Anther.& Microspore& Ovule technology Y. Baguma, M. Namutebi
      IITA,Nigeria(International Institute of Tropical Agriculture)
      Crosses with wild Cassava relatives Peter Kulakow
    • Anther culture
      Tested factors for embryogenesis induction of the microspores in the anthers
      Stress pretreatment
      Basal medium
      Pollen developmental stage
      Successfully induced microspore embryogenesis
      Plant regeneration is in progress
    • Microspore Culture
      • Tested factors for embryogenesis induction of the microspores
      • Stress pretreatment
      • Pollen developmental stage
      • Based on the size of the flower
      • Based on the size of the microspore/pollen
      • Successfully induced microspore embryogenesis
      • Cytological observations proved the origin of the callus is from the microspore/pollen grain
      Induced tetrads and micro callus formation
      Induced pollen grains and micro callus formation
    • New research on reproductive biology
      Growth of pollen tube in female flowers (a-b); one hour after pollination (c-d) and three hours after pollination (e-f)
      Natalia Ramos(Ph.D. student, wide crosses)
    • Genetics and Genomics
      Segregation for root color in an advanced breeding family
      17 μg
      0 μg
    • Genetics and GenomicsMAS for carotenoids
      -Carotene Pathway in Plants
      Geranylgeranyl diphosphate
      Phytoene synthase
      Phytoene desaturase
      ξ-carotene desaturase
       -carotene
      (vitamin A precursor)
    • Genetics and Genomics
      MAS for whitefly resistance
    • Cassava informatics
      • White paper on cassava information resources in collaboration with IITA and DOW. Draft circulated to the community in early April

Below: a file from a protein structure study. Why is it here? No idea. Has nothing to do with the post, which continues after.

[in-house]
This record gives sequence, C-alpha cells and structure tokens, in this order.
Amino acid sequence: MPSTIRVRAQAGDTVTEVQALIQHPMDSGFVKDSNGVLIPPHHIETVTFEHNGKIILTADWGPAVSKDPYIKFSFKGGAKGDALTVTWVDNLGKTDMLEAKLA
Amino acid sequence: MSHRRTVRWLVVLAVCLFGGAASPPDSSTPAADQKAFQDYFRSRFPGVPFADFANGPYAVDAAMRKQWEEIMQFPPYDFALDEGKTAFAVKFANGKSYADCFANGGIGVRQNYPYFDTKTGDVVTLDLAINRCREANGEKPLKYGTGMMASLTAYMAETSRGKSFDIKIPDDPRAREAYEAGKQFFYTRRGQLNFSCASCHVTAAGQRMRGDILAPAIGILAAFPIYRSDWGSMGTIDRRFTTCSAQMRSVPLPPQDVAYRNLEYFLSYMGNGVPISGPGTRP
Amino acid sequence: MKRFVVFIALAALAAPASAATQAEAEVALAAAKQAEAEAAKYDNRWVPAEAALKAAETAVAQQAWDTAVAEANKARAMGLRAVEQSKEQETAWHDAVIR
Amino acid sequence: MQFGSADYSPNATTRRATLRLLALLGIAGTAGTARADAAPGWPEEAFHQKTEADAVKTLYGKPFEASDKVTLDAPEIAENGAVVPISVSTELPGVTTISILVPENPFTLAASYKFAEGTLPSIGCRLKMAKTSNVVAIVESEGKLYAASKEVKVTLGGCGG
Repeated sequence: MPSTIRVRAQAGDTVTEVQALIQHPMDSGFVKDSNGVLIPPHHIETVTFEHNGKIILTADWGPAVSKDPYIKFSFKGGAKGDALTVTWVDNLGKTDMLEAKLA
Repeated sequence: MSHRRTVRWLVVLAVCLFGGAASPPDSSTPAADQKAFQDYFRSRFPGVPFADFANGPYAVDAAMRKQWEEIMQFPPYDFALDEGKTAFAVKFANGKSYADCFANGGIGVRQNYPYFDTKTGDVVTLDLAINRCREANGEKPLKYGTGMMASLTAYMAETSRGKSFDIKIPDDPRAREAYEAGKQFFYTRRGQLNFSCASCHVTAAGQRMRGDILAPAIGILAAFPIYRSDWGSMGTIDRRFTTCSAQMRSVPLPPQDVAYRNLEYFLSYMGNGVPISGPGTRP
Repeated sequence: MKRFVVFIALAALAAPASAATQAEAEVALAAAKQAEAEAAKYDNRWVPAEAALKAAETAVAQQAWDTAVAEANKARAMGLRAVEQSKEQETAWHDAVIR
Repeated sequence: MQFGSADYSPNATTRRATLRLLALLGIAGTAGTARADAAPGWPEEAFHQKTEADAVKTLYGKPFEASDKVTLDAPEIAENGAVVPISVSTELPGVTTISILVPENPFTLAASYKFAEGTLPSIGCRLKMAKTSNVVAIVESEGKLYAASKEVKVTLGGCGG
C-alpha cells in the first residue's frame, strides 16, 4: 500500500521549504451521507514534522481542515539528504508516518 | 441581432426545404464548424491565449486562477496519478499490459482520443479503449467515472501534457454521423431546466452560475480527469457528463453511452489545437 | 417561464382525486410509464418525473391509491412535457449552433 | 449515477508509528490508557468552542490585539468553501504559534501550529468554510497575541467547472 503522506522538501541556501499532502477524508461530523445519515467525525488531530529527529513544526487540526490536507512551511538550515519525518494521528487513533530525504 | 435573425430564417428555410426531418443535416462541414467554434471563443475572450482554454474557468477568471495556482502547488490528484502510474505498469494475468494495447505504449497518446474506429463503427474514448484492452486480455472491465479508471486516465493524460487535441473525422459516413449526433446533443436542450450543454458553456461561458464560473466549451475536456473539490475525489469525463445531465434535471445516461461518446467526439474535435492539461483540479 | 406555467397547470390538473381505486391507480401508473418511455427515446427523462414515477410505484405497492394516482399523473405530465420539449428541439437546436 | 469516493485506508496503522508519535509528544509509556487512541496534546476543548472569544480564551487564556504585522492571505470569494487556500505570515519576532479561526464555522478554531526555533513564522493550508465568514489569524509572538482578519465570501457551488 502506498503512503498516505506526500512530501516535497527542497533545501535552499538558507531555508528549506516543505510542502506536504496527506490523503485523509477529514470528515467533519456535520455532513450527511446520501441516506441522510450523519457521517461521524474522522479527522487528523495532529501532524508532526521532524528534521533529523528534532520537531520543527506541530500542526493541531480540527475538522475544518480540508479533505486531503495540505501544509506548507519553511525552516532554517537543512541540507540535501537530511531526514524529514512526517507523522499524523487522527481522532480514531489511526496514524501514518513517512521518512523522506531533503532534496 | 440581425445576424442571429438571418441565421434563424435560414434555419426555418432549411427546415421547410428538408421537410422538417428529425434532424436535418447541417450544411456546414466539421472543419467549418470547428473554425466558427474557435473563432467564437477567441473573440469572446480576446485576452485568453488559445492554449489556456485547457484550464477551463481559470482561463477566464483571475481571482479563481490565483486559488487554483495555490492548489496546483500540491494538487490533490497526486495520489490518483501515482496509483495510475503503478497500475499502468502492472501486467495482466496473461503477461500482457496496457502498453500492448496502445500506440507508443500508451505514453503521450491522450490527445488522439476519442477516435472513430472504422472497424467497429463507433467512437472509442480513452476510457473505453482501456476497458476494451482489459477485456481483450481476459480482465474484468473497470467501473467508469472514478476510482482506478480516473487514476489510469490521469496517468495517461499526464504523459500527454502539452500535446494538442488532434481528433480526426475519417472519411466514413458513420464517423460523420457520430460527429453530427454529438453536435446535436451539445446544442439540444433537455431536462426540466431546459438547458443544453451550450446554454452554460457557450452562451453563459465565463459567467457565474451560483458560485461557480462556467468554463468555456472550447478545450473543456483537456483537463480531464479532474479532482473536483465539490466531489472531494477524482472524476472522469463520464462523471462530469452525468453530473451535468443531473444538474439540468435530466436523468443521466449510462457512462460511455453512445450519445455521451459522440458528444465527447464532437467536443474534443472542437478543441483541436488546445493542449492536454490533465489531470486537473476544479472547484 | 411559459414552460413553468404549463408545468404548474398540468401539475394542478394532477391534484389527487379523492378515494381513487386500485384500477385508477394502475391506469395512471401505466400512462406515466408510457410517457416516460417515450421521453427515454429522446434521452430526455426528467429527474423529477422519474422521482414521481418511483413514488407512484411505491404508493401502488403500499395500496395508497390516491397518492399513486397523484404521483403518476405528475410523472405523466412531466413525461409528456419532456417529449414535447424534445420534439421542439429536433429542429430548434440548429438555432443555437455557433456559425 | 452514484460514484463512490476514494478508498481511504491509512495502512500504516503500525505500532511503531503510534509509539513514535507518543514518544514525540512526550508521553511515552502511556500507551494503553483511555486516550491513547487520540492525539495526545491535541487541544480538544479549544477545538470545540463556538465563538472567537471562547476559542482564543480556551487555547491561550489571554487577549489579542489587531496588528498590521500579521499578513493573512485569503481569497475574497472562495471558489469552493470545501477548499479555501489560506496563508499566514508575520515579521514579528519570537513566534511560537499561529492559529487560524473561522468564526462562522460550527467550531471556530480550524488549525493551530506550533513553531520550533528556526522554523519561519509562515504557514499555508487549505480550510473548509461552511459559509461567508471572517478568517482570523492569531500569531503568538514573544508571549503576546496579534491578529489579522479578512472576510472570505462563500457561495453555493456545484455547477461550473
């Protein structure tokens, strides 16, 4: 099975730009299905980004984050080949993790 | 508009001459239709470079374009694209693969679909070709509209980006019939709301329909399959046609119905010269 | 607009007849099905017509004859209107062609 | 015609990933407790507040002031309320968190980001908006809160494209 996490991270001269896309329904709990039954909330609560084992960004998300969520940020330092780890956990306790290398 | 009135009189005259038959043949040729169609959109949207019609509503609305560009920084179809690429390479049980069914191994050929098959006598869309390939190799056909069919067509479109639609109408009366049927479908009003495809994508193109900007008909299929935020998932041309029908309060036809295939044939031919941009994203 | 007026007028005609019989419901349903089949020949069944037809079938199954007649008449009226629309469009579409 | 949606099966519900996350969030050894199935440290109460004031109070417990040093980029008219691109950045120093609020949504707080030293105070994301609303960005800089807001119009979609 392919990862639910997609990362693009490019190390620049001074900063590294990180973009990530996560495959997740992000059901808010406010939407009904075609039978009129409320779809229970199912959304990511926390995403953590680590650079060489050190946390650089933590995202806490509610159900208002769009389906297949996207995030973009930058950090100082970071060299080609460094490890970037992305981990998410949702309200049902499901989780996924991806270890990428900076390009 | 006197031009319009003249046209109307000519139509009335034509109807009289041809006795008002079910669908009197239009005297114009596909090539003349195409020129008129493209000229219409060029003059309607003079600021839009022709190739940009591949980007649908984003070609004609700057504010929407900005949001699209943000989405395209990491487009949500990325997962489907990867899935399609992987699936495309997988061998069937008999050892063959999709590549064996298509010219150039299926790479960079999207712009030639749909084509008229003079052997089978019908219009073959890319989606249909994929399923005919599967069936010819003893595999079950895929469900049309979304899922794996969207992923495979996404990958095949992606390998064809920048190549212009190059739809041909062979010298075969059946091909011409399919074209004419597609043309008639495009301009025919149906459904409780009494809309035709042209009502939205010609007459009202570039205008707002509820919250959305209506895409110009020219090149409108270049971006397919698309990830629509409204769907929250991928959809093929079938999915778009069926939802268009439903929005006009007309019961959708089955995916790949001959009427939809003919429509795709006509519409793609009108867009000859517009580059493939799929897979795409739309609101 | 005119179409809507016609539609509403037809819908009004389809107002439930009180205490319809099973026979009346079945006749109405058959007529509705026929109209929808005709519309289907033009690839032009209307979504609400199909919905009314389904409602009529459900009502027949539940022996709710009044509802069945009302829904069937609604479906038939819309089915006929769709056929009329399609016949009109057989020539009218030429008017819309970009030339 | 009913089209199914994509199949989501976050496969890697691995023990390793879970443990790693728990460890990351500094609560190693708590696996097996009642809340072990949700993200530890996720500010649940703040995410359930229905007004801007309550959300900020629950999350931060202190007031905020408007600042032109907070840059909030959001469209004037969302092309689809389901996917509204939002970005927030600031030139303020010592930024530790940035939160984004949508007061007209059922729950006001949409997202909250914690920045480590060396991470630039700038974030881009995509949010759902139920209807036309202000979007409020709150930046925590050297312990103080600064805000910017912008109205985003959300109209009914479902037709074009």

• Analysis of Sanger + 454 sequences from CIAT-RIKEN biotic stress full length cDNAlibraries
      Previously developed genetic maps
    • CIAT Cassava Informatics
      • Sequences cleaned, assembled and annotated
      • To do: integration of 454 and Sanger sequences into single assembly, alignment to reference genome Cassava4, annotation updates
      • Illumina sequencing of AM560-2 (with Yale) to improve reference assembly. Awaiting sequence from Yale's sequencing center
    • There is a rapidly growing gap between our capacity to genotype and our capacity to phenotype
    • Preparing for new challengesof biotic constraints
    • Effects on cassava pest occurrence and severity
      - Larger plantations, monocropping, genetic uniformity (e.g. Brazil)
      - Increased area planted, continuum of cassava farms
      - Changing management practices to meet industrial needs: constant source of roots needed for cost-efficient processing (e.g. overlapping planting dates)
      -- Increased chemical pesticide use/misuse
    • Effects on cassava pest occurrence and severity
      - Climate changes: rainfall patterns and cycles, warmer temperatures, affect on planting patterns
      Climate change models suggest that the greatest impact on cassava will be from biotic constraints, and much less from abiotic (drought; higher temperatures)
    • Potential distribution of B. tabaci,based on known distribution of Biotype A.
      Source: Herrera et al. (in press)
    • Potential distribution of Cassava Mosaic Disease
      Source: Herrera et al. (in press)
    • Potential distribution of Cassava Green Mite
      Source: Herrera et al. (in press)
    • Source: Herrera et al. (in press)
      Source: Herrera et al. (in press)
      Source: CIAT
    • CIAT Roles
      RISK ASSESSMENT:Lead a global assessment of threats from cassava pests
      MONITORING: Establish comprehensive monitoring with national/international partners
      MANAGEMENT: Establish or strengthen core capacities to meet global pest management needs
      CAPACITY BUILDING: Work with partners for sustainable capacity to respond to pest challenges
    • Expected Impacts of CIAT Research(CIAT Business Plan)
      Increased income from marketing varieties with higher value
      Improved health due to increased macro and micro nutrient components in new varieties
      Reduced health and environmental risk from pesticide use
      Profitability and reduced risk of climate-related shocks
      Reduction in adverse environmental impacts from processing
    • How do we get there?
      Initiation of the Root, Tuber and Banana CGIAR Research Program (RTB-CRP) and rationalized research agenda
      Strengthened ties with IITA
      A comprehensive priority-setting exercise up front
      Aggressively exploit the opportunities to promote cassava’s comparative advantages to donors as a multi-purpose, pro-poor, climate change-resilient crop
      Build headquarters and Asia capacity to, and beyond, minimum critical level
      Build capacity of partners through training and policy advocacy
    • Thank you